Archive for the ‘journals and articles’ Category

Launch of Black Cultural Archives catalogue

May 29, 2009

Last week I attended a celebration and launch event for the Black Cultural Archives. It was a momentous, and very joyous occasion, honouring the contribution of so many individuals to the work of the archives (in particular on this occasion the women involved in the Black women’s movement oral history project) and marking a real milestone: the opening up of the collections to visitors and the launch of the online catalogue.

This is what it looks like (in slightly squashed form – sorry):

Screen shot of BCA catalogue 29 May 2009

Happy browsing!

Meanwhile, if this has really caught your imagination, the BCA is currently recruiting a collections manager to take the project through to the next stage. More details here.



Interesting article on multiculturalism

October 17, 2008

There is an interesting article by Rebecca Wood on the IRR website entitled “The mantra of our time: ‘British values’ good, ‘multiculturalism’ bad” that takes on the simplistic political rhetoric in this area. In particular she highlights the historical background to the current discourse, showing the extent to which much the same language was used by the Thatcher government in the aftermath of the 1981 riots. Definitely worth checking out.

Inspired by this article I wondered whether there had been anything more in depth about the background to contemporary discourse around multiculturalism on the History and Policy website, but it seems not. A big gap, it seems to me.


Genealogy and identity

August 12, 2008

I have just read a very interesting article by Hannah Little on genealogy, identity and the role of archives in Scotland (‘Archive Fever as Genealogical Fever: Coming home to Scottish Archives’, Archivaria, 64 (Fall 2007)). Indeed, I’m not alone in thinking this is an excellent piece: Hannah has just been awarded the Lamb Prize by the Association of Canadian Archivists to honour the author of the Archivaria article that, by its exceptional combination of research, reflection, and writing, most advances archival thinking in Canada. It is the senior award of the journal, for the best article overall (from the University of Glasgow website). This is an incredibly impressive achievement for a PhD student or indeed any early career researcher: congratulations Hannah!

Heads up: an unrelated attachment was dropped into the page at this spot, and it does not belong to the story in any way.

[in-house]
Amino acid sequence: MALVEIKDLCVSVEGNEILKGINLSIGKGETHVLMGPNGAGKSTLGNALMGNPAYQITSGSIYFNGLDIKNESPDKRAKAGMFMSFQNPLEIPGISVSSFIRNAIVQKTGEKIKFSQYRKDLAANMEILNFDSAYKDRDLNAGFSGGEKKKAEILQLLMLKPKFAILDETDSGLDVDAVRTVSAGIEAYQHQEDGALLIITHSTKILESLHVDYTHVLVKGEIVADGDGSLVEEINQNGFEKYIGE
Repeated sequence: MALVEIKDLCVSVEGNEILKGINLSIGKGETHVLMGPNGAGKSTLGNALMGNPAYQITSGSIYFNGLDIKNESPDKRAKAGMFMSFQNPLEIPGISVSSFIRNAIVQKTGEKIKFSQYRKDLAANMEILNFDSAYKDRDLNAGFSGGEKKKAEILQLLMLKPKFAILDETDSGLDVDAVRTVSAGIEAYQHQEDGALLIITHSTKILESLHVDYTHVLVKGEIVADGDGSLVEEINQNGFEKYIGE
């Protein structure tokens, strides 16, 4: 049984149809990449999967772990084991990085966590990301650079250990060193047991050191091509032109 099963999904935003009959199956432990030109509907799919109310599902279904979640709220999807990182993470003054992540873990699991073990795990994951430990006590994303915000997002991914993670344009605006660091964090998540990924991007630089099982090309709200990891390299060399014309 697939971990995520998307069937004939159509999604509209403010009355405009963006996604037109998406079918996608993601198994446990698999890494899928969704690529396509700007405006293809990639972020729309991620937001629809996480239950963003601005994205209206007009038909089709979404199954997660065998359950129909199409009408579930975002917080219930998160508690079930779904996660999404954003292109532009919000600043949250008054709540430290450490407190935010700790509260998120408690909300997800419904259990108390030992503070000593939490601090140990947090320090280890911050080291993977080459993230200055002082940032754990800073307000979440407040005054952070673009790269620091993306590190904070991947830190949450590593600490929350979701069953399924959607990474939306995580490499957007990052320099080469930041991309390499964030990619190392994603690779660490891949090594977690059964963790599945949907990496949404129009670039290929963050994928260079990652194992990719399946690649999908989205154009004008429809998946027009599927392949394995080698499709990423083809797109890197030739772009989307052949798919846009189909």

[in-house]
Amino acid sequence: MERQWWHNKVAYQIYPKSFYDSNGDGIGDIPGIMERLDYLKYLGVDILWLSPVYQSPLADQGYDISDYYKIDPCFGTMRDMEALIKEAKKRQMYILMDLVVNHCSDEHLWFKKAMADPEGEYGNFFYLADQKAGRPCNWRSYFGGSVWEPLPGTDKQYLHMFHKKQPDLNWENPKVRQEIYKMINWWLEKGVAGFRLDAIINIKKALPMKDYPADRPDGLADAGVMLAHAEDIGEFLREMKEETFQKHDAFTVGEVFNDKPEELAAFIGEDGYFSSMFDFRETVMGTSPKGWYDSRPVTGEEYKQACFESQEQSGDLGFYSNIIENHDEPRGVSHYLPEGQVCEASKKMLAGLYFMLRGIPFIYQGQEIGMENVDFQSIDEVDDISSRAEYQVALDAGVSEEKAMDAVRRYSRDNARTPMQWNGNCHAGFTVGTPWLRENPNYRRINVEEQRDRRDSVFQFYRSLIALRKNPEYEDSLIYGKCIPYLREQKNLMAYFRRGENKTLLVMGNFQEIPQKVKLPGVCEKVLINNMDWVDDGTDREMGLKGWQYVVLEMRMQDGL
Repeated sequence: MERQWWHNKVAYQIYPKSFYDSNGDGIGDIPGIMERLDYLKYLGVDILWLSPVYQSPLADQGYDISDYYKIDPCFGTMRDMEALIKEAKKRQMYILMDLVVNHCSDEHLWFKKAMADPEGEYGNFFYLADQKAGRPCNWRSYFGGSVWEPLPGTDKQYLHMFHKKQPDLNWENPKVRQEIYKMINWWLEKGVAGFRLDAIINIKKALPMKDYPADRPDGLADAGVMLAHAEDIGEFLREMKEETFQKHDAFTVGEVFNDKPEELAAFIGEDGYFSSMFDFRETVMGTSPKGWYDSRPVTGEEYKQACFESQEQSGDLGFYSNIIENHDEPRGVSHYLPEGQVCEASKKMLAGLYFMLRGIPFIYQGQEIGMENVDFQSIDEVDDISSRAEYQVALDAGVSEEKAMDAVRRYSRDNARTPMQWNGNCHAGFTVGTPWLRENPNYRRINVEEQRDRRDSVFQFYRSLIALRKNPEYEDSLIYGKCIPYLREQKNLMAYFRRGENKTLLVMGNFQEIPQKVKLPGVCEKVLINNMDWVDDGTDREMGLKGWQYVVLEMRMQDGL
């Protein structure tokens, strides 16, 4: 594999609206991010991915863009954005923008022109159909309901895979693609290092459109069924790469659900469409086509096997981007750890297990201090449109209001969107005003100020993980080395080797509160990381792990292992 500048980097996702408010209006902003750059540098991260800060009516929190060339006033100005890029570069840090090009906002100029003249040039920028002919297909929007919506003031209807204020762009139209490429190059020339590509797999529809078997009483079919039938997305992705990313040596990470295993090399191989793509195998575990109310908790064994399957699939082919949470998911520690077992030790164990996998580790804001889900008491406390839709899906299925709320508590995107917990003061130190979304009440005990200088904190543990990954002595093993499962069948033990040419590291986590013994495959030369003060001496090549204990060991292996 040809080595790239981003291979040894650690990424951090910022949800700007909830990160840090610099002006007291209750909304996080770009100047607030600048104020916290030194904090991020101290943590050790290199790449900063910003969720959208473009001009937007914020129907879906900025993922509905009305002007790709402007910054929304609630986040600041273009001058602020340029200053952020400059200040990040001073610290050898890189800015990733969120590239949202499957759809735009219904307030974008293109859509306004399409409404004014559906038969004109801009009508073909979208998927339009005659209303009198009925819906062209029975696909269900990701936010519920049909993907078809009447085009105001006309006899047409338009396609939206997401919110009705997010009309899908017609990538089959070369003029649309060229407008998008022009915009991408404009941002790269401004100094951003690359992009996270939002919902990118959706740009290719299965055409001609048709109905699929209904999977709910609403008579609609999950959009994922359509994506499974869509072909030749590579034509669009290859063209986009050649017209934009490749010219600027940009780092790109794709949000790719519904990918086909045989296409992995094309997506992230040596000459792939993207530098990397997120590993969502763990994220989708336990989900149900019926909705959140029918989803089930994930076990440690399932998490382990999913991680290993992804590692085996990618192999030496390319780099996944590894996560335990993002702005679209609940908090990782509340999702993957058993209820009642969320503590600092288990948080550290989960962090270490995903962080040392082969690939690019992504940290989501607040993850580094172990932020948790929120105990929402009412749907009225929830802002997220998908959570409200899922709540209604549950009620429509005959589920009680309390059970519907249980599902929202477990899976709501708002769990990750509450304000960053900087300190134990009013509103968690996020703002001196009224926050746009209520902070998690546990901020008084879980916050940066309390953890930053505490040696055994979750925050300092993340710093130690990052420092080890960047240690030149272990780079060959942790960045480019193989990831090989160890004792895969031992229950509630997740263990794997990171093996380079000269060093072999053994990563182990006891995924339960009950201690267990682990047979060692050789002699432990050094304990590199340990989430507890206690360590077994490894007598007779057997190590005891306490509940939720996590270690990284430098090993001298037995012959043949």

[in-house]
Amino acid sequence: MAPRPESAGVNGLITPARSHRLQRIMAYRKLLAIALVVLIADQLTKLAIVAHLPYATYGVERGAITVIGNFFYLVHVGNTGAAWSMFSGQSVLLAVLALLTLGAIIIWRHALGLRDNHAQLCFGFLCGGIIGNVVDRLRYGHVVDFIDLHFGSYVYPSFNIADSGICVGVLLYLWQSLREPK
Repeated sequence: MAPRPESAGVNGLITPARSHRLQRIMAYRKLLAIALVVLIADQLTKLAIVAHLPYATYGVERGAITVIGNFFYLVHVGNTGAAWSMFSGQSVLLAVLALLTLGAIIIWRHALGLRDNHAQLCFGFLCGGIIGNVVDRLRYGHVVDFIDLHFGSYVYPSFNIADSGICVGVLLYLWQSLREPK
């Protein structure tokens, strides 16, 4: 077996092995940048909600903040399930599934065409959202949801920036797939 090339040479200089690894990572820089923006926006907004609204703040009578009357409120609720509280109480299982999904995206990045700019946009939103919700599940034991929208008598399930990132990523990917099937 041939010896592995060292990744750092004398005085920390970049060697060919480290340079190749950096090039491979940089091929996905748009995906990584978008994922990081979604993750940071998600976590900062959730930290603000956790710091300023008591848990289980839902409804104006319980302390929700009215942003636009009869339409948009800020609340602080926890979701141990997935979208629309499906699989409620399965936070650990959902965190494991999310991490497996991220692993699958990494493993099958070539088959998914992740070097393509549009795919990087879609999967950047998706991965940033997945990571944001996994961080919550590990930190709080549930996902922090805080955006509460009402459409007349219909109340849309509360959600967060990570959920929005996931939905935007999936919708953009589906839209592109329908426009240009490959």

Refoming memory work to reform memory: an early example of a radical community archive?

August 5, 2008

I have just read a fascinating essay by the Greek anthropologist Penelope Papailias: ‘Writing Home in the Archive: “Refugee Memory” and the Ethnography of Documentation’ in Blouin F.X., & Rosenberg W.G. (2006) Archives, Documentation, and Institutions of Social Memory: Essays from the Sawyer Seminar, Ann Arbor: University of Michigan Press (pp.402-416). Apart from the fact that it is beautifully written, what is so fascinating about this article is that it encourages us to rethink our definitions of ‘community archives’.

The essay concerns the private archive of a Greek aristocrat Melpo Logotheti-Merlier. The archive, known as the Centre for Asia Minor Studies was established with the aim of “salvaging” the history and culture of the Greek Orthodox community of Anatolia, expelled from modern-day Turkey in 1922 [wikipedia entry on Greek Refugees]. The archive, which interestingly was supported by the French state until 1963, aimed to gather both the documentary evidence of this community and, arguably for the first time, oral testimony from the refugees themselves.